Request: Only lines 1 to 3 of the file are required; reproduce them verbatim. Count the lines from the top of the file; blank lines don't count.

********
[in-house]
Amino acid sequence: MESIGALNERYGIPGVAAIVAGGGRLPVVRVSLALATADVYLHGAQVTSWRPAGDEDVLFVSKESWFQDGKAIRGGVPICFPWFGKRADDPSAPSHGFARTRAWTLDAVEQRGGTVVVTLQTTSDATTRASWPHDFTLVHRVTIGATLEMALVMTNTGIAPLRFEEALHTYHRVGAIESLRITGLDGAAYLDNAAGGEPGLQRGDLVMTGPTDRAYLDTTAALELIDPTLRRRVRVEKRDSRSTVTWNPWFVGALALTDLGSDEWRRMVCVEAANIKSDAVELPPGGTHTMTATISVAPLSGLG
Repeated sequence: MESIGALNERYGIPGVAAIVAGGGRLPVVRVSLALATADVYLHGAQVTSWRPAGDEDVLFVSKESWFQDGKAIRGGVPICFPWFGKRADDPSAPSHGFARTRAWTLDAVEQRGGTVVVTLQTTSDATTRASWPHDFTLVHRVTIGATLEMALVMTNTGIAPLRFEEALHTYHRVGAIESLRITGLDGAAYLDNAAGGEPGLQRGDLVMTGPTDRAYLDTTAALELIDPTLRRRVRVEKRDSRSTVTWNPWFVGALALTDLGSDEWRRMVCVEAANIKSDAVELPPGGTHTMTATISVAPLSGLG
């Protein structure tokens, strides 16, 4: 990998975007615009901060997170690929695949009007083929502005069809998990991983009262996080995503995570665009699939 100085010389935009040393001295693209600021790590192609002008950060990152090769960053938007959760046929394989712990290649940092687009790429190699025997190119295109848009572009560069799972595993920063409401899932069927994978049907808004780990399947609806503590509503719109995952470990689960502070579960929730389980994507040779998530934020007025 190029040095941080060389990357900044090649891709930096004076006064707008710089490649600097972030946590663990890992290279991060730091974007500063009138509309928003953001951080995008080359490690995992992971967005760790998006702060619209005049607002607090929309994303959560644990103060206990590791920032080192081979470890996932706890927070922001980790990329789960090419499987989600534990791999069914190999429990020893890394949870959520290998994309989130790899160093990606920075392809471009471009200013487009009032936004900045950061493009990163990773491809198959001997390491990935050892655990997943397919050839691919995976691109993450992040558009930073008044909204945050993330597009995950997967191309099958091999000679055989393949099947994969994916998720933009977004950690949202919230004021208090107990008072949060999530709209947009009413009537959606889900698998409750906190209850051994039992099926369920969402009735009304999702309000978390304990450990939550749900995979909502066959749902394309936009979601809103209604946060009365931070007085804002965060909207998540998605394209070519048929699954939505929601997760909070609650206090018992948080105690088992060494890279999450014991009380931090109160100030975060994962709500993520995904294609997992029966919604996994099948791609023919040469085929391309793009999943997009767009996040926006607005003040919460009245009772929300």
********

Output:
[in-house]
Amino acid sequence: MESIGALNERYGIPGVAAIVAGGGRLPVVRVSLALATADVYLHGAQVTSWRPAGDEDVLFVSKESWFQDGKAIRGGVPICFPWFGKRADDPSAPSHGFARTRAWTLDAVEQRGGTVVVTLQTTSDATTRASWPHDFTLVHRVTIGATLEMALVMTNTGIAPLRFEEALHTYHRVGAIESLRITGLDGAAYLDNAAGGEPGLQRGDLVMTGPTDRAYLDTTAALELIDPTLRRRVRVEKRDSRSTVTWNPWFVGALALTDLGSDEWRRMVCVEAANIKSDAVELPPGGTHTMTATISVAPLSGLG
Repeated sequence: MESIGALNERYGIPGVAAIVAGGGRLPVVRVSLALATADVYLHGAQVTSWRPAGDEDVLFVSKESWFQDGKAIRGGVPICFPWFGKRADDPSAPSHGFARTRAWTLDAVEQRGGTVVVTLQTTSDATTRASWPHDFTLVHRVTIGATLEMALVMTNTGIAPLRFEEALHTYHRVGAIESLRITGLDGAAYLDNAAGGEPGLQRGDLVMTGPTDRAYLDTTAALELIDPTLRRRVRVEKRDSRSTVTWNPWFVGALALTDLGSDEWRRMVCVEAANIKSDAVELPPGGTHTMTATISVAPLSGLG